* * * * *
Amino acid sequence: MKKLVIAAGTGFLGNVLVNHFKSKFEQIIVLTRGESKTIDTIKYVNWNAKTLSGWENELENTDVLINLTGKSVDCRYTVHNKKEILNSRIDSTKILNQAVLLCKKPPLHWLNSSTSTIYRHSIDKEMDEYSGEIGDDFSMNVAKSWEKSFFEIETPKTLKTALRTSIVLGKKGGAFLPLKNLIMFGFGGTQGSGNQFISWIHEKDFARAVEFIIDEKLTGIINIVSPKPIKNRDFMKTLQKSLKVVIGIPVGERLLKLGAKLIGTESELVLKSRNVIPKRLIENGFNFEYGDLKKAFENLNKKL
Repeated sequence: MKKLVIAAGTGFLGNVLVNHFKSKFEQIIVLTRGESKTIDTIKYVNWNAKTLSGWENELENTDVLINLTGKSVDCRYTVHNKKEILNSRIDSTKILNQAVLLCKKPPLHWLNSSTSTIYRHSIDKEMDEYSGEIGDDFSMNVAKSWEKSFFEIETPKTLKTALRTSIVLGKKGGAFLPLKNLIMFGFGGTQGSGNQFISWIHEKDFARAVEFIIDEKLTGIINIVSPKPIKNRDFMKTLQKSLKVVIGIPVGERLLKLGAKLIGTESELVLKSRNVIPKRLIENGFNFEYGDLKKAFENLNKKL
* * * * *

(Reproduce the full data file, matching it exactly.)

Amino acid sequence: MKKLVIAAGTGFLGNVLVNHFKSKFEQIIVLTRGESKTIDTIKYVNWNAKTLSGWENELENTDVLINLTGKSVDCRYTVHNKKEILNSRIDSTKILNQAVLLCKKPPLHWLNSSTSTIYRHSIDKEMDEYSGEIGDDFSMNVAKSWEKSFFEIETPKTLKTALRTSIVLGKKGGAFLPLKNLIMFGFGGTQGSGNQFISWIHEKDFARAVEFIIDEKLTGIINIVSPKPIKNRDFMKTLQKSLKVVIGIPVGERLLKLGAKLIGTESELVLKSRNVIPKRLIENGFNFEYGDLKKAFENLNKKL
Repeated sequence: MKKLVIAAGTGFLGNVLVNHFKSKFEQIIVLTRGESKTIDTIKYVNWNAKTLSGWENELENTDVLINLTGKSVDCRYTVHNKKEILNSRIDSTKILNQAVLLCKKPPLHWLNSSTSTIYRHSIDKEMDEYSGEIGDDFSMNVAKSWEKSFFEIETPKTLKTALRTSIVLGKKGGAFLPLKNLIMFGFGGTQGSGNQFISWIHEKDFARAVEFIIDEKLTGIINIVSPKPIKNRDFMKTLQKSLKVVIGIPVGERLLKLGAKLIGTESELVLKSRNVIPKRLIENGFNFEYGDLKKAFENLNKKL